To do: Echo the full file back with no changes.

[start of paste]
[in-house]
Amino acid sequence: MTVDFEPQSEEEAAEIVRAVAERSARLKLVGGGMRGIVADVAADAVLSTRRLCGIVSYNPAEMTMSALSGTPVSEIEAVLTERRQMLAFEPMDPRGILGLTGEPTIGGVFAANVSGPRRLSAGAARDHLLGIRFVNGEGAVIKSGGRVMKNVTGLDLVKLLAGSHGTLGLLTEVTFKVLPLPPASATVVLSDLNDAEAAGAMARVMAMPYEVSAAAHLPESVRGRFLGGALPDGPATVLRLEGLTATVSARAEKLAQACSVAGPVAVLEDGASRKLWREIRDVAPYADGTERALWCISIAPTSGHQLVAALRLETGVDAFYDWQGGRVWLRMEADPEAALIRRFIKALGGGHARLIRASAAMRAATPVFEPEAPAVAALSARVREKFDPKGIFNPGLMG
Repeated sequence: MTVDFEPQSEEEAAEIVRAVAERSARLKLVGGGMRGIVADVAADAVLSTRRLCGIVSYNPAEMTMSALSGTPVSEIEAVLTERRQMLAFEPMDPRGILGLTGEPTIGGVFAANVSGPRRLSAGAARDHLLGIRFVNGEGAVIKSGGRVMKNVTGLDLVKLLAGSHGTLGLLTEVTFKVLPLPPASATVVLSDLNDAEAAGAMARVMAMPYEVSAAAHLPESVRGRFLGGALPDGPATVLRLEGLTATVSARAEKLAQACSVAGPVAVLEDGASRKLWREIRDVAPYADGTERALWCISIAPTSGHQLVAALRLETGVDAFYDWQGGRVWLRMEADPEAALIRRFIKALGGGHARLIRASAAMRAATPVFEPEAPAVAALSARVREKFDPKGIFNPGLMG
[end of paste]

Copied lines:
[in-house]
Amino acid sequence: MTVDFEPQSEEEAAEIVRAVAERSARLKLVGGGMRGIVADVAADAVLSTRRLCGIVSYNPAEMTMSALSGTPVSEIEAVLTERRQMLAFEPMDPRGILGLTGEPTIGGVFAANVSGPRRLSAGAARDHLLGIRFVNGEGAVIKSGGRVMKNVTGLDLVKLLAGSHGTLGLLTEVTFKVLPLPPASATVVLSDLNDAEAAGAMARVMAMPYEVSAAAHLPESVRGRFLGGALPDGPATVLRLEGLTATVSARAEKLAQACSVAGPVAVLEDGASRKLWREIRDVAPYADGTERALWCISIAPTSGHQLVAALRLETGVDAFYDWQGGRVWLRMEADPEAALIRRFIKALGGGHARLIRASAAMRAATPVFEPEAPAVAALSARVREKFDPKGIFNPGLMG
Repeated sequence: MTVDFEPQSEEEAAEIVRAVAERSARLKLVGGGMRGIVADVAADAVLSTRRLCGIVSYNPAEMTMSALSGTPVSEIEAVLTERRQMLAFEPMDPRGILGLTGEPTIGGVFAANVSGPRRLSAGAARDHLLGIRFVNGEGAVIKSGGRVMKNVTGLDLVKLLAGSHGTLGLLTEVTFKVLPLPPASATVVLSDLNDAEAAGAMARVMAMPYEVSAAAHLPESVRGRFLGGALPDGPATVLRLEGLTATVSARAEKLAQACSVAGPVAVLEDGASRKLWREIRDVAPYADGTERALWCISIAPTSGHQLVAALRLETGVDAFYDWQGGRVWLRMEADPEAALIRRFIKALGGGHARLIRASAAMRAATPVFEPEAPAVAALSARVREKFDPKGIFNPGLMG